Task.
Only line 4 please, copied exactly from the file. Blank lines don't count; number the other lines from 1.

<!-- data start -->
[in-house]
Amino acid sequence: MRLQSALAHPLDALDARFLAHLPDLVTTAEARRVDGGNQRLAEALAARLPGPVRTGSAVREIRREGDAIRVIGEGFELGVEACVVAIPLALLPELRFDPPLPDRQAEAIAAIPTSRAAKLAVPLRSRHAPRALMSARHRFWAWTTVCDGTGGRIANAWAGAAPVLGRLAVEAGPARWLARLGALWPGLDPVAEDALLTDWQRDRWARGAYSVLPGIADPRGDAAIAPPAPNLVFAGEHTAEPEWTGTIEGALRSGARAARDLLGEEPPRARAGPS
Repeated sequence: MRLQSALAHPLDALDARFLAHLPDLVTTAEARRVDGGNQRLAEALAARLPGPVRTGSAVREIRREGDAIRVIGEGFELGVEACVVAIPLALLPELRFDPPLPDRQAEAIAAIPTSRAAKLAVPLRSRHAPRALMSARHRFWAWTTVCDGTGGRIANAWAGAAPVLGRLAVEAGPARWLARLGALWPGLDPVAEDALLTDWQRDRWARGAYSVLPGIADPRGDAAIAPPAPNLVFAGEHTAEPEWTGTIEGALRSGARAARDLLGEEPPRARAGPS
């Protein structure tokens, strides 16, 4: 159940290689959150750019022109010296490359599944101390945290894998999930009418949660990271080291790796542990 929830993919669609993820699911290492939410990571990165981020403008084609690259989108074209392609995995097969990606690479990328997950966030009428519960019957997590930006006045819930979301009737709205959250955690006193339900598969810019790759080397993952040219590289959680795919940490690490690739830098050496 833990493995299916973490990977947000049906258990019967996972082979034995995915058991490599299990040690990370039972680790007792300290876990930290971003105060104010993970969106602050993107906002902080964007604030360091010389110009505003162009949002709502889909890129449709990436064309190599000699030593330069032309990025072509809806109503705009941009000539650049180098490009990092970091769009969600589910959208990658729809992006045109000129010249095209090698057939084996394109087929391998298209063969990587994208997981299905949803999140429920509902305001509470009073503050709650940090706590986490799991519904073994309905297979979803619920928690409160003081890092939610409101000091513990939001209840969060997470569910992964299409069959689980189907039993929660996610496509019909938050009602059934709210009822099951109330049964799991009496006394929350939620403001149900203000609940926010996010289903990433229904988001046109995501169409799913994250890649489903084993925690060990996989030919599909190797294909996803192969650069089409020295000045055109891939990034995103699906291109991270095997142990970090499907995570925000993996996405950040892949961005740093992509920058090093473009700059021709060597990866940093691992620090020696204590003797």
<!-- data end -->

């Protein structure tokens, strides 16, 4: 159940290689959150750019022109010296490359599944101390945290894998999930009418949660990271080291790796542990 929830993919669609993820699911290492939410990571990165981020403008084609690259989108074209392609995995097969990606690479990328997950966030009428519960019957997590930006006045819930979301009737709205959250955690006193339900598969810019790759080397993952040219590289959680795919940490690490690739830098050496 833990493995299916973490990977947000049906258990019967996972082979034995995915058991490599299990040690990370039972680790007792300290876990930290971003105060104010993970969106602050993107906002902080964007604030360091010389110009505003162009949002709502889909890129449709990436064309190599000699030593330069032309990025072509809806109503705009941009000539650049180098490009990092970091769009969600589910959208990658729809992006045109000129010249095209090698057939084996394109087929391998298209063969990587994208997981299905949803999140429920509902305001509470009073503050709650940090706590986490799991519904073994309905297979979803619920928690409160003081890092939610409101000091513990939001209840969060997470569910992964299409069959689980189907039993929660996610496509019909938050009602059934709210009822099951109330049964799991009496006394929350939620403001149900203000609940926010996010289903990433229904988001046109995501169409799913994250890649489903084993925690060990996989030919599909190797294909996803192969650069089409020295000045055109891939990034995103699906291109991270095997142990970090499907995570925000993996996405950040892949961005740093992509920058090093473009700059021709060597990866940093691992620090020696204590003797």